"This will be your new favorite band," I was told when I moved into Death By Audio. Jeff the Brotherhood, by name and birth parents, are a guitar and drum duo from Nashville. With only three guitar strings and a three-piece drum kit, these guys manage to put on one of the most rocking live shows I've ever seen. Influenced by 1960's garage rock, Heavy Days is raw, catchy, and loud. The title track fades in with the sound of a swarm of bees and breaks down into an instrumental chorus full of crunchy guitar and syncopated drums. Sticking with the theme, "Heavy Damage" is a singalong that encourages the crowd to learn the words "I got so much to do/ Can't even talk to you/ Gotta go do a thing now baby/ We can hang out next week maybe." There's even a ballad ("The Tropics") and an instrumental complete with a metal breakdown ("Heavy Krishna"). The poppy "Bone Jam" would be almost cheesy if the lyrics weren't "I'm gonna grind your bones to make my bread." Closing the album is "Mind Ride," a slow, sludge-metal track that suddenly warps into double speed and repeats itself before catapulting into an ending smothered in wah-pedal glory. Catch this band live if you have the chance.
4. Bill Callahan - Sometimes I Wish We Were An Eagle
On the other end of the spectrum is Bill Callahan, or Smog, however you want to refer to him. He's been under the radar for quite some time. Monotone and short, he is almost talking more than he is singing. Still, he is never off-key, and he floats his baritone voice over beautiful compositions of orchestral strings and acoustic guitars. Sometimes I Wish We Were An Eagle opens with "Jim Cain,"as Callahan states "I started out in search of ordinary things" and how he "started telling the story without knowing the end." The dark "Eid Ma Clack Shaw" starts out bitterly before morphing into a nonsensical chorus full of made-up words. "The Wind and the Dove" alters beautifully between major and minor chords while "Too Many Birds" is a simple 1-4-5-minor6 progression. Over both of these tracks, Callahan is singing about what he sees. As with much of the album, the songs are descriptive and mostly about observation of nothing in particular. The closer "Faith/Void" has a stroke of insight, as Callahan repeats, "It's time to put God away" in an atheistic anthem. If Callahan has accepted the fact that the void exists, maybe he's just become content singing about birds and trees. I'm perfectly fine with that.
3. Woods - Songs of Shame
Surprise, Brooklyn again. Woods have perfected a very specific sound: their entire folk band and creepy high-pitched vocals of frontman Jeremy Earl are recorded with super lo-fi equipment. It's to the extent that the band sings through old radio microphones when they play live. Earl sounds like he's singing into a tin can. The drums are barely audible, and occasionally a distorted guitar appears out of nowhere, strikingly louder than the rest of the instruments. It was so striking that I originally thought Death By Audio was testing out pedals the first time I played this album. Haunting melodies on "The Number" and "Down This Road" sound like eerie campfire songs, while the low fi rendition of Graham Nash's "Military Madness" bounces along like a 1940's transistor radio hit. "Rain On" is one of the best tracks on the album, a spiteful anthem showcasing the vocal range of Earl, his high-pitched melodies reminiscent of Neil Young. I think this album is the beginning of a beautiful relationship with this band.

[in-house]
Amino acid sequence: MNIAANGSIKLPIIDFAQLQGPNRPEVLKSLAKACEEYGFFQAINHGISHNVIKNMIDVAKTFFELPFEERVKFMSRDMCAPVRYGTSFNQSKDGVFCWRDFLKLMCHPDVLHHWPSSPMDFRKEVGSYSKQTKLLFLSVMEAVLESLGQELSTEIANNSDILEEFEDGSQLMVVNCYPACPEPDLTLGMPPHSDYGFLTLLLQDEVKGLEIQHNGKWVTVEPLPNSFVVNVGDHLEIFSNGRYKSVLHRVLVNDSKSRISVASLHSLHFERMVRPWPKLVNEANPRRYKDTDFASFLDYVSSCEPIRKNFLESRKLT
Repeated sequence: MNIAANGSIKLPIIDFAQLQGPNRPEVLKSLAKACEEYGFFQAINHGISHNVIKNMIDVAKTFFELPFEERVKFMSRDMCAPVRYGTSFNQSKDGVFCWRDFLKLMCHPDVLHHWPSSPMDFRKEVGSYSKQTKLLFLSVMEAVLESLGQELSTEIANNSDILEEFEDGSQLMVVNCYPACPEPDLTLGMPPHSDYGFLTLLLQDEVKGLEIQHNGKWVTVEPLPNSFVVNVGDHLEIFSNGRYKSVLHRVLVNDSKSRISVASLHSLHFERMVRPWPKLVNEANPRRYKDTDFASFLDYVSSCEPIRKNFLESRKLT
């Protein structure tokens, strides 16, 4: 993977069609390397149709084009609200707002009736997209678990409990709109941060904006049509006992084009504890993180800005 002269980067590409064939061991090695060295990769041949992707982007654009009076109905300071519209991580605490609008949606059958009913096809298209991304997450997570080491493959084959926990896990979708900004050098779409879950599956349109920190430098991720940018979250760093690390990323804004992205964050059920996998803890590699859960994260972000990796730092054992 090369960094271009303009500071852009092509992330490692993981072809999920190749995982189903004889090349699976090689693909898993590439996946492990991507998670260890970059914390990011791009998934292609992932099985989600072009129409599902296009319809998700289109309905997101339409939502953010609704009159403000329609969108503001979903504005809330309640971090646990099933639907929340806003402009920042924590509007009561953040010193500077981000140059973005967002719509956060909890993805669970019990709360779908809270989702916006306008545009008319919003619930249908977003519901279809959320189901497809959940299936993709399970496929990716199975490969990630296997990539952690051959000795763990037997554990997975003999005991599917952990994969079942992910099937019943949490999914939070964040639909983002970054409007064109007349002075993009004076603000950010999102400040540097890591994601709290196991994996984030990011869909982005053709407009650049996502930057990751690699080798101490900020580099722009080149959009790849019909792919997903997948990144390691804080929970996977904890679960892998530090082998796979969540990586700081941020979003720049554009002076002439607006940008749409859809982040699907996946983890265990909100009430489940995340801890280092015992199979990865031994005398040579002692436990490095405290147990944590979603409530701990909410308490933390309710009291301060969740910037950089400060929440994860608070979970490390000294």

2. Antlers - Hospice
Brooklyn's Antlers, fronted by beautiful lyricist Peter Silberman, were introduced to me by my roommate April back in February. Their third album Hospice tells the tale of a man meeting a bone cancer patient at a clinic, then falling in love with her, and eventually watching her die. "Kettering" starts the tale, as Silberman almost whispers the description of the hospital room and the hopelessness of the situation. His voice trembles as he says "I didn't believe them when they said there was no saving you." This album isn't all quiet, as "Sylvia" follows with an explosive waltz, a call for compromise, to "let me do my job." The metaphorical "Bear" is my favorite track, comparing the cancer to something that's "living inside your stomach" and has been "kicking from within." The wavering chorus alters between "We're too old" and "We're not old at all," a perfect description of facing death at an early age.
"Two" dates back to childhood, spending youth in a cancer ward and not eating. It follows Peter and Sylvia as they move to New York and are abandoned by their friends. It has the most optimistic chord progression with probably the most depressing lyrics. With Sylvia's death in "Shiva," the aftermath of "Wake" showcases Peter's depression in a depressing 8 minute anthem. As the melody from "Kettering" comes back in "Epilogue," we can feel the pain of the funeral, waking up alone, and the lasting memories of the hospital. Beautiful, depressing, almost too painful because it's true. Hospice is a masterpiece of 2009.
1. Animal Collective - Merriweather Post Pavillion
Surprise! This album stands miles above the rest of 2009, a landmark for Animal Collective and a culmination of their entire careers, from Brian Wilson-esque lyrics to layered samples, to insane time signatures. Combine this with live shows utilizing giant projection orbs and huge sets involving a flowing ocean with sharks and tiki heads and you have one of the most innovative and creative bands of our time. I can't say anything about Merriweather Post Pavillion that hasn't already been said. Just listen to "In The Flowers" at about 2:30 and "you'd smile and say I like this song." The album doesn't let up, either. There's the catchy chorus of "My Girls," the driving pulse of "Summertime Clothes" and the 5/4 (I think?) verse of "Daily Routine" which gives way to a draaawwwnn-out lyrical ending. When seen live, this culminates into fifteen minutes of brilliant crescendos and cymbal crashes, a majestic centerpiece to the album.
Merriweather Post Pavillion could almost be viewed as our generations' Pet Sounds, the layered instrumentation and vocal harmonies that dubbed Brian Wilson the genius of his time has been modernized. Samples, both digital and analog, combine with reverb-heavy vocals to make a beautiful, layered masterpiece. This is miles away from the low-key abstract folk of Sung Tongs that brought Animal Collective their initial acclaim, and many will say they've catered their sound to a mainstream audience, but with progression comes change. Instead of recycling this style, they've managed to build upon it with each album. Finally, everything has fallen into place with an accessible album that doesn't compromise originality. Isn't that the most important thing?